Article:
In the past, environmental groups have often opposed hydroelectric projects, both in the form of large dams and smaller run-of-river projects. Now, I think the seriousness of climate change overrides past objections about destroying habitat and disrupting ecosystems in rivers. While we should definitely take cost-effective measures to reduce the harmful impacts of dams (for instance, removing trees from the area that is to be flooded), I think we need to accept more dam construction as a necessarily part of moving to a sustainable low-carbon economy.
Dams have virtues as a consistent source of energy for electrical generation. Their variable output also means they can be used to balance out production from sources like wind farms and solar facilities. With pumped hydroelectric storage, dams can also save energy at times when production exceeds demand, and do so in a way that is reasonably efficient.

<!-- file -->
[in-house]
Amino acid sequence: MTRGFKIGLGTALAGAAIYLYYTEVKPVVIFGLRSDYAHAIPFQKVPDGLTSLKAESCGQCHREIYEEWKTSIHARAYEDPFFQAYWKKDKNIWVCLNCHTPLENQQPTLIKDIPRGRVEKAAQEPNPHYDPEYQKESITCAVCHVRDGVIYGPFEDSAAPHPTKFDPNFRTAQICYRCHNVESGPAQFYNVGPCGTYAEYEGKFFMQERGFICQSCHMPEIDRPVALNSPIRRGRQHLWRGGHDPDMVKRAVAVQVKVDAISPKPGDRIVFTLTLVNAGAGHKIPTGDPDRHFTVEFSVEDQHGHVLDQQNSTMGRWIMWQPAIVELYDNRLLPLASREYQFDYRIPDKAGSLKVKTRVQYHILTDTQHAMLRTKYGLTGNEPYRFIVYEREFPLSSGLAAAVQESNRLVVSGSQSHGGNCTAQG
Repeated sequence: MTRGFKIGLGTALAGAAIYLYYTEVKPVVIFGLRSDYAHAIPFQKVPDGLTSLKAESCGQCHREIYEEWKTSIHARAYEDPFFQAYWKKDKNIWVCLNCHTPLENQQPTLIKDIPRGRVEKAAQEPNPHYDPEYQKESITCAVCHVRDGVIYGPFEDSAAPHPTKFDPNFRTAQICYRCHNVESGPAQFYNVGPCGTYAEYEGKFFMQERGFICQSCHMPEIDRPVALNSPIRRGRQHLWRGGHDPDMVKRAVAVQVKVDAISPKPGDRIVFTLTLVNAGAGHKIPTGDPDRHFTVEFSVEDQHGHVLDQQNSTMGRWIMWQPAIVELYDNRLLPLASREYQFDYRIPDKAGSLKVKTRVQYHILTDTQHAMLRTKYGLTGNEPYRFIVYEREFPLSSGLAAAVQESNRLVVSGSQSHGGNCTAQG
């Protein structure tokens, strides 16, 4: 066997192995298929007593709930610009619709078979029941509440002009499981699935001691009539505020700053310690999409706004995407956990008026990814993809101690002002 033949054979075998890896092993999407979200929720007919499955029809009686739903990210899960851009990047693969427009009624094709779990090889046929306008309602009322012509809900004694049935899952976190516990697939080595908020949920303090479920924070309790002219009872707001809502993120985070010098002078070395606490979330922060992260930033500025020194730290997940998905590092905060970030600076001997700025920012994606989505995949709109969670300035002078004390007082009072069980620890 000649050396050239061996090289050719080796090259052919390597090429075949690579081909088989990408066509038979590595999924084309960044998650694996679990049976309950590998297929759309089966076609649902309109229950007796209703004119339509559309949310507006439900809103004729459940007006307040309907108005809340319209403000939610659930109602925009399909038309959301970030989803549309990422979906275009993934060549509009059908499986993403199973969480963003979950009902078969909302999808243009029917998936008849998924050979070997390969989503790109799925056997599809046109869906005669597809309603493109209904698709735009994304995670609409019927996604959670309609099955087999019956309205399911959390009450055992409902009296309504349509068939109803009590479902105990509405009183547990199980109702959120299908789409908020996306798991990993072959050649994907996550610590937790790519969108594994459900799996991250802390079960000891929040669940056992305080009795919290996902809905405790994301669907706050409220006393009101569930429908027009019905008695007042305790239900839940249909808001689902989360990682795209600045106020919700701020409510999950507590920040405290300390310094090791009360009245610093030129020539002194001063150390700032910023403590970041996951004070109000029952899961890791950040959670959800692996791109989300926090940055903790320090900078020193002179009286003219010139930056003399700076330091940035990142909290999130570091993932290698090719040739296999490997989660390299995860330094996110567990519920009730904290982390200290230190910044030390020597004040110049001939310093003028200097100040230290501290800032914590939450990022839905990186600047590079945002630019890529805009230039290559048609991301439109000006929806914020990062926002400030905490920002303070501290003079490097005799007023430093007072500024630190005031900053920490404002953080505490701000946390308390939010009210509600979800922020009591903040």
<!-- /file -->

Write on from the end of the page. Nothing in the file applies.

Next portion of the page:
Climate change impacts also support the call for more dams. The loss of glaciers and snowpack mean that natural water flows are going to become more variable. More and larger dams could help to smooth that out, as well as compensate for how our current hydroelectric infrastructure will face challenges as a result of decreased summer water flow.
Climate change is making many people re-think nuclear power, a source of electricity with a lot more black marks against it than hydroelectricity has. As such, I think we should be glad that many past attempts by environmentalists to block dams have failed, and we should strive to support their further development where suitable sites exist.